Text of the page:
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Summary:

Earlier this month, Apple delivered on what fans had long been asking for – a widescreen iPod video with the touch screen capabilities of the iPhone, but without the hassle of going though AT&T to gain phone service. It even debuted with a WiFi-enabled iTunes Music […]

ipodtouch Earlier this month, Apple delivered on what fans had long been asking for – a widescreen iPod video with the touch screen capabilities of the iPhone, but without the hassle of going though AT&T to gain phone service. It even debuted with a WiFi-enabled iTunes Music Store.

The new iPod Touch looks like an iPhone and has similar capabilities of an iPhone, including Safari Web browsing, YouTube, iCal and other features. But if you look at the iPod Touch, you’ll see half the screen devoid of icons – while the iPhone is full. As iProng’s Bill Palmer points out, there are a host of features you’ll miss out on from the iPhone if you buy the iPod Touch. And as I look at the iPod Touch, I can just see myself longing for the convergence of one device, instead of having the iPod Touch in one pocket, and the Blackberry in the other. This feeling is reinforced by Apple’s leaving half the screen empty of icons – a subtle reminder every time you fire up the iPod Touch that you made a compromise.

Its introduction coinciding with the controversial $200 price drop on the iPhone, the 16 GB iPod Touch is the exact same $399 price tag as the 8 GB iPhone. If it wasn’t for the hassle and issues with AT&T, the additional features of an iPhone would make purchasing that product a no-brainer over the iPod Touch. As amazing as the iPod Touch is, you can imagine the number of times you would be asked, “Oh is that one of those iPhones?”, only to answer no, and set yourself up for a long explanation. I find myself getting this close to ordering an iPod Touch, only to stop, because at that point, I might as well get an iPhone. And just maybe, that’s what Apple wants me to do.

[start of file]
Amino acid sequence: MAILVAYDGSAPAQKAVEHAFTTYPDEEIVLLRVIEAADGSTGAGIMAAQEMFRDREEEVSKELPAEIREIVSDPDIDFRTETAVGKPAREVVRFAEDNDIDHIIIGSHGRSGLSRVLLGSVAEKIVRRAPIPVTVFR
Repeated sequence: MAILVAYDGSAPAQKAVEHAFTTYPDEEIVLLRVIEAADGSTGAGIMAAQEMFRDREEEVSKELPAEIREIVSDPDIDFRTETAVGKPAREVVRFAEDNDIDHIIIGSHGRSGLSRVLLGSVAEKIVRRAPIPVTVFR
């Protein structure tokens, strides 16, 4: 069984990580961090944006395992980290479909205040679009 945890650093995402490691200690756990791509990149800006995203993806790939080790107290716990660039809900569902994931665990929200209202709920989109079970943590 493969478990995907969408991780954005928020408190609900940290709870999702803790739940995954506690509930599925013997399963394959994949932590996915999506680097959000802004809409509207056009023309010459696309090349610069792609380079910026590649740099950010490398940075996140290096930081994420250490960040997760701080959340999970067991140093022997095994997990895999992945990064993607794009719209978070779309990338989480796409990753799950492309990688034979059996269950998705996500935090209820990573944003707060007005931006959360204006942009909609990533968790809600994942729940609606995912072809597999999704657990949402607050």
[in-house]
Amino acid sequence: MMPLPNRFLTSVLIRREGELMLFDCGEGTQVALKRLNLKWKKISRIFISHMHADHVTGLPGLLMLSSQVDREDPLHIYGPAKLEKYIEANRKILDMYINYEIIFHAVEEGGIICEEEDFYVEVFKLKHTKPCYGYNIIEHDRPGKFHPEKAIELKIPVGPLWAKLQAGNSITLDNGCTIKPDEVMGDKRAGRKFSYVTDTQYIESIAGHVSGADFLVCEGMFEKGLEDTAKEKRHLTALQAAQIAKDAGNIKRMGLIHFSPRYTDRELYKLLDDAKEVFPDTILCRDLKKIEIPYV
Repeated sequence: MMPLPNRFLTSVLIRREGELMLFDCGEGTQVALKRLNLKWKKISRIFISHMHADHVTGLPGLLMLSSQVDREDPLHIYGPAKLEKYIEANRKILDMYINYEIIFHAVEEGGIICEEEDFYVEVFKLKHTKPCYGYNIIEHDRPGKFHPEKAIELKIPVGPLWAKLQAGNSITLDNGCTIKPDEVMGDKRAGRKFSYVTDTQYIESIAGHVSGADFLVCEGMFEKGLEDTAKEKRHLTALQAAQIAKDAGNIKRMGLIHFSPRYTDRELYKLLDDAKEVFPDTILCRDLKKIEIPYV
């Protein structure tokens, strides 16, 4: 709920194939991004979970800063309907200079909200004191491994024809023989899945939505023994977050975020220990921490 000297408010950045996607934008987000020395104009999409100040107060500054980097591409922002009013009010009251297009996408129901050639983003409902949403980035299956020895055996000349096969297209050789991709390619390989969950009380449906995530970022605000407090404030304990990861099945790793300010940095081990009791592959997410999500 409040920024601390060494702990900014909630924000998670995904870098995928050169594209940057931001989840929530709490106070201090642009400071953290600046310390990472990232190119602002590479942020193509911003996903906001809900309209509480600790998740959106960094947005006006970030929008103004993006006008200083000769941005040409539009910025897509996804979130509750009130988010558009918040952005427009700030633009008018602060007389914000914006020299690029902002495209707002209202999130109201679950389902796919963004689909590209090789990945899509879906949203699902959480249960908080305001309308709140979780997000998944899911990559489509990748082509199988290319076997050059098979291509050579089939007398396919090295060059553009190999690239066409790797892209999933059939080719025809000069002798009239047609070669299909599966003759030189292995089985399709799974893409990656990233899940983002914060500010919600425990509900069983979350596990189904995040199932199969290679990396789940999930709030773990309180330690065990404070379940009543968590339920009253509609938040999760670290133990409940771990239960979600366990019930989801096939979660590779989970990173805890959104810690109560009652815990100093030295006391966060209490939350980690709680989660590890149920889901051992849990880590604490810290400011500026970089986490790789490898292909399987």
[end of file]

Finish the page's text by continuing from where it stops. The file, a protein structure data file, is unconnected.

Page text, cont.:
1. I have to agree. I spent two hours in the Apple Store in San Francisco this past Saturday, waiting for “my turn” at an iPod Touch. I wanted to not only like it, but to convince myself that I could do without the iPhone, because I had had a crap experience with AT&T. Still, after comparing the two, and the price-point, the iPhone wins out with its additional features such as notes. The way around getting tied into a contract with the phone behemoth is to do a pay-as-you-go, and right now that’s starting to seem like a fairly good idea – a question of wait until the easy hack is commonly available, then go with whatever service provider. Running around SF, I don’t need 160GB of music, so 8GB will “do”. And not being the type who hangs on the phone, pay-as-I go may work. One of the Apple associates is doing just that, and she’s happy with the arrangement.

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  2. I totally agree with you, if you don’t mind switching cell phone contracts etc, go for the iphone. I wasn’t about to switch cell phone plans just for the iphone, largely because the AT&T service SUCKS, and with all the traveling I do I can’t afford to risk having bumpy cell phone service. I purchased the 16gig ipod touch on friday at the 5th Ave Apple Store in Manhattan and I am EXTREMELY happy with it. Would I get an iphone if I didn’t have to get AT&T’s crappy cell phone service, sure I would, but until then I’m going to stick to my ipod Touch.